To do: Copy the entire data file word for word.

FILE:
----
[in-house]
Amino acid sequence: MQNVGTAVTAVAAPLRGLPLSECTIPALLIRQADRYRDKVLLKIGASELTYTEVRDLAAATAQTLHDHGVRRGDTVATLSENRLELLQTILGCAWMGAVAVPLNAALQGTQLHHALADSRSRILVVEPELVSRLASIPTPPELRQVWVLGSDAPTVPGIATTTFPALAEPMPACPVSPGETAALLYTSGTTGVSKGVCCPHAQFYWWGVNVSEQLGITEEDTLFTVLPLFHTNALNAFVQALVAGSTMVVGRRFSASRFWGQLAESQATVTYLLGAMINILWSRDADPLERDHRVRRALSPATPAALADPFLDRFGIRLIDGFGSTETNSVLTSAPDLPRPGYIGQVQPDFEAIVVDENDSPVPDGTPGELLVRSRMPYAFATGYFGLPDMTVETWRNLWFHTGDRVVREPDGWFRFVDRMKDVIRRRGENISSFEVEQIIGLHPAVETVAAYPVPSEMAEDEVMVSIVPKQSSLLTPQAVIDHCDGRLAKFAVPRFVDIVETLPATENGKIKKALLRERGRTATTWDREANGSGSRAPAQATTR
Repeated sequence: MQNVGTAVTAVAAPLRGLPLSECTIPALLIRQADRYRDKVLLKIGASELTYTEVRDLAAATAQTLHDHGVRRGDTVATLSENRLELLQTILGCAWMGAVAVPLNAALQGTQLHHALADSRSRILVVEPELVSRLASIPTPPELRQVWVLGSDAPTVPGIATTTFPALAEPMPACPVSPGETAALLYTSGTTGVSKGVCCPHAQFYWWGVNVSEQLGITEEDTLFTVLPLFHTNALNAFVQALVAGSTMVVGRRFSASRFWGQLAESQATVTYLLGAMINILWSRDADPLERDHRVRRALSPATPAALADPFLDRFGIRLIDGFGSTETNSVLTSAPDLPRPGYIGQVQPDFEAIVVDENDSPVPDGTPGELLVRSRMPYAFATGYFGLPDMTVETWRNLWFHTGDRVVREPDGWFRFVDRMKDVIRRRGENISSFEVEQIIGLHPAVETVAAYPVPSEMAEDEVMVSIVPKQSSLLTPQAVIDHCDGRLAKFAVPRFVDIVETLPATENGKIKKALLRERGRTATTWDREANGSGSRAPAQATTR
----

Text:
[in-house]
Amino acid sequence: MQNVGTAVTAVAAPLRGLPLSECTIPALLIRQADRYRDKVLLKIGASELTYTEVRDLAAATAQTLHDHGVRRGDTVATLSENRLELLQTILGCAWMGAVAVPLNAALQGTQLHHALADSRSRILVVEPELVSRLASIPTPPELRQVWVLGSDAPTVPGIATTTFPALAEPMPACPVSPGETAALLYTSGTTGVSKGVCCPHAQFYWWGVNVSEQLGITEEDTLFTVLPLFHTNALNAFVQALVAGSTMVVGRRFSASRFWGQLAESQATVTYLLGAMINILWSRDADPLERDHRVRRALSPATPAALADPFLDRFGIRLIDGFGSTETNSVLTSAPDLPRPGYIGQVQPDFEAIVVDENDSPVPDGTPGELLVRSRMPYAFATGYFGLPDMTVETWRNLWFHTGDRVVREPDGWFRFVDRMKDVIRRRGENISSFEVEQIIGLHPAVETVAAYPVPSEMAEDEVMVSIVPKQSSLLTPQAVIDHCDGRLAKFAVPRFVDIVETLPATENGKIKKALLRERGRTATTWDREANGSGSRAPAQATTR
Repeated sequence: MQNVGTAVTAVAAPLRGLPLSECTIPALLIRQADRYRDKVLLKIGASELTYTEVRDLAAATAQTLHDHGVRRGDTVATLSENRLELLQTILGCAWMGAVAVPLNAALQGTQLHHALADSRSRILVVEPELVSRLASIPTPPELRQVWVLGSDAPTVPGIATTTFPALAEPMPACPVSPGETAALLYTSGTTGVSKGVCCPHAQFYWWGVNVSEQLGITEEDTLFTVLPLFHTNALNAFVQALVAGSTMVVGRRFSASRFWGQLAESQATVTYLLGAMINILWSRDADPLERDHRVRRALSPATPAALADPFLDRFGIRLIDGFGSTETNSVLTSAPDLPRPGYIGQVQPDFEAIVVDENDSPVPDGTPGELLVRSRMPYAFATGYFGLPDMTVETWRNLWFHTGDRVVREPDGWFRFVDRMKDVIRRRGENISSFEVEQIIGLHPAVETVAAYPVPSEMAEDEVMVSIVPKQSSLLTPQAVIDHCDGRLAKFAVPRFVDIVETLPATENGKIKKALLRERGRTATTWDREANGSGSRAPAQATTR